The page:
William Grill wanted to make sure his freezer didnít cut out and ruin his frozen food. He was concerned that when he traveled, his food could defrost and re-freeze ó thus compromising his frozen steaks ó without his knowledge. So, he developed a gadget that measures freezer temperatures, keeps a history of variance and sends an alarm if freezer temperatures rise above a set range. The gadget is built around a small controller, an alarm and a temperature sensor. While temperature monitors are common, Grillís device remembers temperature variance and displays the length of time the freezer rises above the set temp. The gadget is relatively small and costs less than a couple of steaks bought on sale and stored in the freezer.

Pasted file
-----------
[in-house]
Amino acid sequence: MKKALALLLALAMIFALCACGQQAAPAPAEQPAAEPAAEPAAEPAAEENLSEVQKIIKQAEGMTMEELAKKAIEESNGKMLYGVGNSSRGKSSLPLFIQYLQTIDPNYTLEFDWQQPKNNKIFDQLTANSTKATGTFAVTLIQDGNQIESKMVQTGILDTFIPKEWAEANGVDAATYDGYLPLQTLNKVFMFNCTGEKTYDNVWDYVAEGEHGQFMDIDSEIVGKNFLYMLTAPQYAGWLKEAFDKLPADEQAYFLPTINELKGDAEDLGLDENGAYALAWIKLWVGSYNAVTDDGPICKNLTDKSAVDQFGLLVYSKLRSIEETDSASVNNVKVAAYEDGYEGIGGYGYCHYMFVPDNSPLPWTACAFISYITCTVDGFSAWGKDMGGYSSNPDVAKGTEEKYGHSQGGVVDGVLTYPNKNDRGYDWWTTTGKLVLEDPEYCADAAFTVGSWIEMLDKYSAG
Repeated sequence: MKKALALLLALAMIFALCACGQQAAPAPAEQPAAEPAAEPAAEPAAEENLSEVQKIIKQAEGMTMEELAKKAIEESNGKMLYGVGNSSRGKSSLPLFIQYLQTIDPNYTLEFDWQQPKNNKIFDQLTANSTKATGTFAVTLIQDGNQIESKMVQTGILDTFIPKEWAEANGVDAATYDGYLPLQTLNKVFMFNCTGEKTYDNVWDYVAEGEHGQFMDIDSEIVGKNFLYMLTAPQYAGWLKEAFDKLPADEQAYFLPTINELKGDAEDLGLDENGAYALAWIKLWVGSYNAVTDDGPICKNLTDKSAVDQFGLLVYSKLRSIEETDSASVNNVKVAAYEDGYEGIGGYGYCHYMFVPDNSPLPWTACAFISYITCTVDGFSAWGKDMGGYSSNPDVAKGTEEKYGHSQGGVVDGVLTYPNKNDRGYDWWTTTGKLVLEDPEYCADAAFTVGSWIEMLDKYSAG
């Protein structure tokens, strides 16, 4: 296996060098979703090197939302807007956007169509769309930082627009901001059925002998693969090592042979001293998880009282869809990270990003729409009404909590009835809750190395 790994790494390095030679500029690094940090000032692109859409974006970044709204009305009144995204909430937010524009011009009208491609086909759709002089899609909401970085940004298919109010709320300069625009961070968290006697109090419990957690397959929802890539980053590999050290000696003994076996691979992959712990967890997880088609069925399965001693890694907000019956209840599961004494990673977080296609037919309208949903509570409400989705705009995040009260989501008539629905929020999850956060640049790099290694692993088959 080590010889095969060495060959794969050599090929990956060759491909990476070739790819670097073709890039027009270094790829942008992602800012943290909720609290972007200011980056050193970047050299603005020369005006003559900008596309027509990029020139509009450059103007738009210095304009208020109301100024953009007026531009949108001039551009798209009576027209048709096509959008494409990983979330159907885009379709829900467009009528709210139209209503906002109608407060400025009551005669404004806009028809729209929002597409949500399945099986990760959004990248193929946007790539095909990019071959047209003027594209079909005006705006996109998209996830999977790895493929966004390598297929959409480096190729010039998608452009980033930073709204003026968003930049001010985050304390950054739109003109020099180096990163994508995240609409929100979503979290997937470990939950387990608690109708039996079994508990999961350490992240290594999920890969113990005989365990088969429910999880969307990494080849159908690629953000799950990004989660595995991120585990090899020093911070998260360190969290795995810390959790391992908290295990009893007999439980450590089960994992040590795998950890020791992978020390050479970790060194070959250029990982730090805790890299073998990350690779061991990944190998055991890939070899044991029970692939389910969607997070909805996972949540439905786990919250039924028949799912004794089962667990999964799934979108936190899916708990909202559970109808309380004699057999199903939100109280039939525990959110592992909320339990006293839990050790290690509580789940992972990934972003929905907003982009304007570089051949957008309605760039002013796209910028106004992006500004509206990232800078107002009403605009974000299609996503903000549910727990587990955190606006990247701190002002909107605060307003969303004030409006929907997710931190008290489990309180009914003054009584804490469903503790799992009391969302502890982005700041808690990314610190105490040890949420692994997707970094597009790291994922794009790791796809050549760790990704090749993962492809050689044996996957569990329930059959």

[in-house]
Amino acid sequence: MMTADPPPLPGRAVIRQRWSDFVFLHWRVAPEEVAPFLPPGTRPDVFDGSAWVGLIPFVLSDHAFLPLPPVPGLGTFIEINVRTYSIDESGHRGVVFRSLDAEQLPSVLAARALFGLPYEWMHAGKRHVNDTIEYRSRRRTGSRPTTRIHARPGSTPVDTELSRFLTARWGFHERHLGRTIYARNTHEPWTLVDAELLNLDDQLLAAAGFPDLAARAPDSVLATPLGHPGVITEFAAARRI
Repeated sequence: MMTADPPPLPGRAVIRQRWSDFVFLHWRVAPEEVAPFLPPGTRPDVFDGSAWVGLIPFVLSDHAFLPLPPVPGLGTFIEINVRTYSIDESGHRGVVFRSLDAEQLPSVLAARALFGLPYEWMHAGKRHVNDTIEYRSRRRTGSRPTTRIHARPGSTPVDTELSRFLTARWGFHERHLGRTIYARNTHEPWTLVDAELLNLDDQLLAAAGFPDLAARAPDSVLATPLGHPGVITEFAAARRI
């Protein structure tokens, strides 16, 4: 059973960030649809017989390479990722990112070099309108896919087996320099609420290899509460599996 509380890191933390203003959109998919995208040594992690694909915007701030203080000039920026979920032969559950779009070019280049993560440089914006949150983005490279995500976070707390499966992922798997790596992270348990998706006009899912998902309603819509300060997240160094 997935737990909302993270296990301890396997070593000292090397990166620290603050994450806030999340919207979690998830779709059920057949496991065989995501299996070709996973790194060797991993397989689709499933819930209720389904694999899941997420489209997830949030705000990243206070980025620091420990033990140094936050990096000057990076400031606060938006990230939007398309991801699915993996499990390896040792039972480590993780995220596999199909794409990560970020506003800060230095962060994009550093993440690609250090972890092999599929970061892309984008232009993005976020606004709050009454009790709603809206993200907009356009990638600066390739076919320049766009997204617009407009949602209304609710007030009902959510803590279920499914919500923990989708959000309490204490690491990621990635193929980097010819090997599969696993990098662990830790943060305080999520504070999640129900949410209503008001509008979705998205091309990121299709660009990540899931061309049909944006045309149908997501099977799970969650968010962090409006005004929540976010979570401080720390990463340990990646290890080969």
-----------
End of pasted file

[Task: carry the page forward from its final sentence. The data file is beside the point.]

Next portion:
One way to keep a Formula One racing team moving at breakneck speed in the pit and at the test facility is to bring CAD drawings of the racing vehicleís parts down to the test facility and even out to the track.
Most of us would just as soon step on a cockroach rather than study it, but thatís just what researchers at UC Berkeley did in the pursuit of building small, nimble robots suitable for disaster-recovery and search-and-rescue missions.
Design engineers need to prepare for a future in which their electronic products will use not just one or two, but possibly many user interfaces that involve touch, vision, gestures, and even eye movements.
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